Supernaw said researchers also are experimenting with new drugs that plug into the narcotic receptors in the brain, relieving the pain without causing some of the negative and addictive side effects normally associated with narcotics.

He said innovative dosage forms now match pain medication with their best route of absorption. These include computerized pumps, medicated lollipops for rapid absorption of certain narcotics, nasal sprays, rapidly disintegrating tablets and oral films. So patients are able to receive their medicines in a form that will benefit them the most.

State medical boards must respond by encouraging doctors to relieve pain whatever its cause. "Medical boards have been very accepting of the prescriptive rights of physicians treating cancer patients and post-operative patients," Supernaw said. "They're not quite up to the state of the art of using narcotics for non-cancer related pain, such as Lou Gehrig's Disease, sickle cell anemia and severe back pain and headache."

Eventually, Supernaw said the technology of pain relief would meet people's comfort level when it comes to relieving pain. In the meantime, patient advocacy groups must continue to pressure their elected leaders at the state and federal level to update their thinking so that acute and chronic pain sufferers can experience true relief without turning themselves and their doctors into criminals.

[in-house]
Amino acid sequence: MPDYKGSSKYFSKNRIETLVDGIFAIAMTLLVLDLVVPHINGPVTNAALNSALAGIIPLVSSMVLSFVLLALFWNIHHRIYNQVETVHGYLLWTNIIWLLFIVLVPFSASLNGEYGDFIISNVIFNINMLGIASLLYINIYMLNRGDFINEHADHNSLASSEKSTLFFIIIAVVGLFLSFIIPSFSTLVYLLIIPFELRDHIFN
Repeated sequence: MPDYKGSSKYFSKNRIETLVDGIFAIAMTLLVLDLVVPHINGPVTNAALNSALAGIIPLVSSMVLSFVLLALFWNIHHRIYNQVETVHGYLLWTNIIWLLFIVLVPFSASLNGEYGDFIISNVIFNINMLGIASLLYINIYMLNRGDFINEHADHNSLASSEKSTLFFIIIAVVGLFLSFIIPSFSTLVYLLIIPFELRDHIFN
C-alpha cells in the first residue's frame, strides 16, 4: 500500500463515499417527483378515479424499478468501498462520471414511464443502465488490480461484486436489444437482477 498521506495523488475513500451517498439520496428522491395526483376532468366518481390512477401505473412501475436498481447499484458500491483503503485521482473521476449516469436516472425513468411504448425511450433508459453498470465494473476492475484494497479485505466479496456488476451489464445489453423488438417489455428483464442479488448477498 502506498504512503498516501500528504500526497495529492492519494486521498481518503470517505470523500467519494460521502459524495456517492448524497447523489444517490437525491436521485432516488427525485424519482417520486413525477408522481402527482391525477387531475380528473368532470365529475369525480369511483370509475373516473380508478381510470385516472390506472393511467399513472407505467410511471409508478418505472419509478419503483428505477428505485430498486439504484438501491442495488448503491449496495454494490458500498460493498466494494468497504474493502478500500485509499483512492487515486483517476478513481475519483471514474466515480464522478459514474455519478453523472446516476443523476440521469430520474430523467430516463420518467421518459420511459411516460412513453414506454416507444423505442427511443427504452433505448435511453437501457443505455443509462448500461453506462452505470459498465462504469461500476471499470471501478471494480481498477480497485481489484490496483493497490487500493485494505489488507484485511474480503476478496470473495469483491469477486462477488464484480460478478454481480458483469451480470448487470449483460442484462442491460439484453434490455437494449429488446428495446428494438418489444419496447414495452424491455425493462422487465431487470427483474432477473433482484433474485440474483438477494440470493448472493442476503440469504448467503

"Quite frankly, if you go out on the Internet and read about some of these patient advocate groups, they admit that, 'Yes we are drug seeking, but just as a diabetic seeks insulin, I seek pain medication.'"

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Backaches. Headaches. Cancer. Fibromyalgia. The types of pain are endless. Pain can be sudden, perhaps due to an accident, or it can be chronic, as in arthritis. But whatever its cause, pain diminishes quality of life.

An estimated 50 million Americans live with chronic pain, and a recent Gallup survey reported that Americans with moderate or severe pain typically have lived with it for a year and a half.